How does knowing which actions are effective change their behaviour? (empirical)
3.
How do levels of individual and collective (task & goal) efficacy relate to behaviour in social dilemmas? (empirical)
Three frameworks used
- The UK public is regularly exposed to messages about climate change. As a result, people have become more aware of climate change. However, the UK public is taking little action (Ockwell, et al., 2009).

- A survey by the University of East Anglia found that although 91% of respondents thought that the climate is changing, most respondents did NOT think individuals have the main responsibility (Poortinga, et al., 2006).

Our aim is to understand the conditions under which people participate in "cooperative" climate change mitigation behaviours.
- Our ability to effectively mitigate climate change relies on a combination of developments in science, technology and their application.

- The engagement of individuals with these developments is required in order to ensure that they are accepted and employed to best effect (Whitmarsh & Lorenzoni 2010).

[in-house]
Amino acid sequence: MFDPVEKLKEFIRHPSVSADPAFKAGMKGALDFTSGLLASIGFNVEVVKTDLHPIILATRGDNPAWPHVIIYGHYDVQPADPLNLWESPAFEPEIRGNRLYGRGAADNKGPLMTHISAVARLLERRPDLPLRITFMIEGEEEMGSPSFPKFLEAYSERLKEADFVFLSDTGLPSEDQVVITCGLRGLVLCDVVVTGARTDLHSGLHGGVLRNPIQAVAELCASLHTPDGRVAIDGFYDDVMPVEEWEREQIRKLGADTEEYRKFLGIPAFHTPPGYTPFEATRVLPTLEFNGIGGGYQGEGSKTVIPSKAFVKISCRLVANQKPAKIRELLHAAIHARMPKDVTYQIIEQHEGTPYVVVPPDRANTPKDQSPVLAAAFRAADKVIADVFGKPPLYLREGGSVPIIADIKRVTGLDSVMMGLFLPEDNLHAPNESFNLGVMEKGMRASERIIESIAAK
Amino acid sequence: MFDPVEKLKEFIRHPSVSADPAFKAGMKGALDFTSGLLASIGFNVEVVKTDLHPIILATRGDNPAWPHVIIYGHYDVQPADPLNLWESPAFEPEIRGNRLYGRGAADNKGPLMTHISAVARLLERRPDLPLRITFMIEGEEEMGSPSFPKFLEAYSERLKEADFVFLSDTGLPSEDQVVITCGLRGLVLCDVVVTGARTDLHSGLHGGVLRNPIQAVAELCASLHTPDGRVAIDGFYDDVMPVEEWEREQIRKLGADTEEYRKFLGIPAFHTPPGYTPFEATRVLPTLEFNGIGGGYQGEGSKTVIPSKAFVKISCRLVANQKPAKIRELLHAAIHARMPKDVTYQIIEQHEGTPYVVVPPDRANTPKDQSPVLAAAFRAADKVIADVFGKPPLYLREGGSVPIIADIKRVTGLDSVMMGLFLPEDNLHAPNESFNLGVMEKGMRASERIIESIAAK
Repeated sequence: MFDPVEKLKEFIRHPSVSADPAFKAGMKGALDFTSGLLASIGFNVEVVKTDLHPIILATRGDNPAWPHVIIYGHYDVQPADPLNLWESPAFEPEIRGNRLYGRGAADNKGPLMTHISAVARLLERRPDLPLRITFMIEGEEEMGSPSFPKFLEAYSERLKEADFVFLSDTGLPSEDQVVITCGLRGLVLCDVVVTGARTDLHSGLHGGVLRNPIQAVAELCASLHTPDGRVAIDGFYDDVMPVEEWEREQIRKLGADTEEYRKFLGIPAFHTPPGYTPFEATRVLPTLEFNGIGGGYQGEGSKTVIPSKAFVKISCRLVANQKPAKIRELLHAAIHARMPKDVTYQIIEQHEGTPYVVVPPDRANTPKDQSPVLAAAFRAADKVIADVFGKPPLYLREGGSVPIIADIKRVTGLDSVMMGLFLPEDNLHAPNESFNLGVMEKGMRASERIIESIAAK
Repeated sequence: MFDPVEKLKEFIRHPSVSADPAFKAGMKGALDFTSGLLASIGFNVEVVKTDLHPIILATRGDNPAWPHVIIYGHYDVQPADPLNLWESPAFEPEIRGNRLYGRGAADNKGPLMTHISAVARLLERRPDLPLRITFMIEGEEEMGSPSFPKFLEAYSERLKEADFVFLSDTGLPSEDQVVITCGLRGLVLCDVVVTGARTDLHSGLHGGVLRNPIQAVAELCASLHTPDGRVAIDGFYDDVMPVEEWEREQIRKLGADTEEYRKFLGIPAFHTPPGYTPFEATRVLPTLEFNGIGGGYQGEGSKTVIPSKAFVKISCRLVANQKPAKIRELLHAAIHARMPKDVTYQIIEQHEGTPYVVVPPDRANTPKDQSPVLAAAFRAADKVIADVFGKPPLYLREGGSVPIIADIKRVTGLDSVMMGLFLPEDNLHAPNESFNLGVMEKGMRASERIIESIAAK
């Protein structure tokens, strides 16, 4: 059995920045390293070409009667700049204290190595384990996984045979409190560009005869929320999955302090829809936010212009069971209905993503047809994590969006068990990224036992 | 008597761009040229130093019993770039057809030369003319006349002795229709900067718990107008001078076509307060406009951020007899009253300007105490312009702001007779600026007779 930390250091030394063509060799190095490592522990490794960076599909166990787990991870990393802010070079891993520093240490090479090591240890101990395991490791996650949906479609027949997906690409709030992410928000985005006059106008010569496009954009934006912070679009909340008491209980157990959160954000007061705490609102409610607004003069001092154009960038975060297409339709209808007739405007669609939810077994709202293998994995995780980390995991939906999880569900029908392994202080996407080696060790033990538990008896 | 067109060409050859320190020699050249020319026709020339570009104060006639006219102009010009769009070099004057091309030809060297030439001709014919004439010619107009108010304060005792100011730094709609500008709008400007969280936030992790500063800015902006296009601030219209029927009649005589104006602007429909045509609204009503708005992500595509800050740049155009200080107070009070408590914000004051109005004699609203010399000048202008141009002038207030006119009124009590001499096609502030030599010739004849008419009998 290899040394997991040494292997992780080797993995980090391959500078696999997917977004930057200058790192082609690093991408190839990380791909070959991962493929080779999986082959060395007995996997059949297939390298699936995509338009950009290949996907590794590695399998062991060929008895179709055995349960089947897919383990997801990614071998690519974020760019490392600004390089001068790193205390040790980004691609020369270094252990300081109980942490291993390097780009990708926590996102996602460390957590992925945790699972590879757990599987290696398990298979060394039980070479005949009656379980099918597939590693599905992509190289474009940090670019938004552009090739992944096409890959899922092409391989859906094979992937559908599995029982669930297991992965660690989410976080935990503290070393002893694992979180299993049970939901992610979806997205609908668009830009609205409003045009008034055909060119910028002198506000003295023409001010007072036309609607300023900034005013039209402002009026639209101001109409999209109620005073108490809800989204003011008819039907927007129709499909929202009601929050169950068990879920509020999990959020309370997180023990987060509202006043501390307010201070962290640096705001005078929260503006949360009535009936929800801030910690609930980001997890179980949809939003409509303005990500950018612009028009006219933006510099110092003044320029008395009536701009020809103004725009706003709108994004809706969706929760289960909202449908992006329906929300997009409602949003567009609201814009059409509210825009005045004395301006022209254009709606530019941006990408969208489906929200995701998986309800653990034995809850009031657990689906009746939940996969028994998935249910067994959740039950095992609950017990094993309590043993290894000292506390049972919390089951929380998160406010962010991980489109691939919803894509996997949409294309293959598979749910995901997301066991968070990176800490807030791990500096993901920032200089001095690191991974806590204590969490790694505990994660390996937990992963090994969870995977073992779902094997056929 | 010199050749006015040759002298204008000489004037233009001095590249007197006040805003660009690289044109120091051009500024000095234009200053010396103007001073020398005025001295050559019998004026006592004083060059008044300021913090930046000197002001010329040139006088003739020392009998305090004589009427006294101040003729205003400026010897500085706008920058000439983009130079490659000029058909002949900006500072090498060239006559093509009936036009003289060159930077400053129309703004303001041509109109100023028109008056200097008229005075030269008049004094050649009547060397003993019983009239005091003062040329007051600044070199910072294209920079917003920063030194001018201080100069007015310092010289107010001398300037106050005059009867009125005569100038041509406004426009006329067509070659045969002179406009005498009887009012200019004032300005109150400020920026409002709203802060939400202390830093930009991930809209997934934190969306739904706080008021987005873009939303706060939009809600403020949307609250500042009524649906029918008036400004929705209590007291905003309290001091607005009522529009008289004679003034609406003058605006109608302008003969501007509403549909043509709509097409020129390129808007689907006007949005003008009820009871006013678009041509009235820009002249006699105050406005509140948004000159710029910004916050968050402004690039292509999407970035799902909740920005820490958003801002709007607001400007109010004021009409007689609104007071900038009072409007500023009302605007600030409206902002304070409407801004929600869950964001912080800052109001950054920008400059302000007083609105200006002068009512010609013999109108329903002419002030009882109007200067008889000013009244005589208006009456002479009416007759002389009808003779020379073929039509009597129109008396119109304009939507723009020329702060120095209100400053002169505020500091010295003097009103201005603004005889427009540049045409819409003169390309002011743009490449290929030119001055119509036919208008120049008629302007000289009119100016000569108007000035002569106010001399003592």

- In order to meet carbon reduction targets, there is a need to identify strategies to encourage positive behaviours at individual and collective levels (Moser 2006).
This project uses three carefully-selected frameworks to determine how to effectively communicate climate change mitigation actions to the public.
Social dilemmas: as it helps us to understand why choosing not to participate in climate change mitigation seems like such a sensible choice.
Efficacy (Bandura 1982): as much research has shown this to be necessary for behavioural change.
Effectiveness of actions: because focusing on actions that make the most difference makes the best use of resources (e.g. Whitmarsh 2009).
How effective are communication strategies that manipulate factors known to encourage cooperation (communication, trust, identifiability, group identity) in such a large scale dilemma? (empirical)
How do levels of individual and collective (task & goal) efficacy relate to behaviour in social dilemmas? (empirical)
STILL TO DO
GOAL
TASK
Alexia Koletsou
& Dr. Rebecca Mancy - School of Education
Individual task efficacy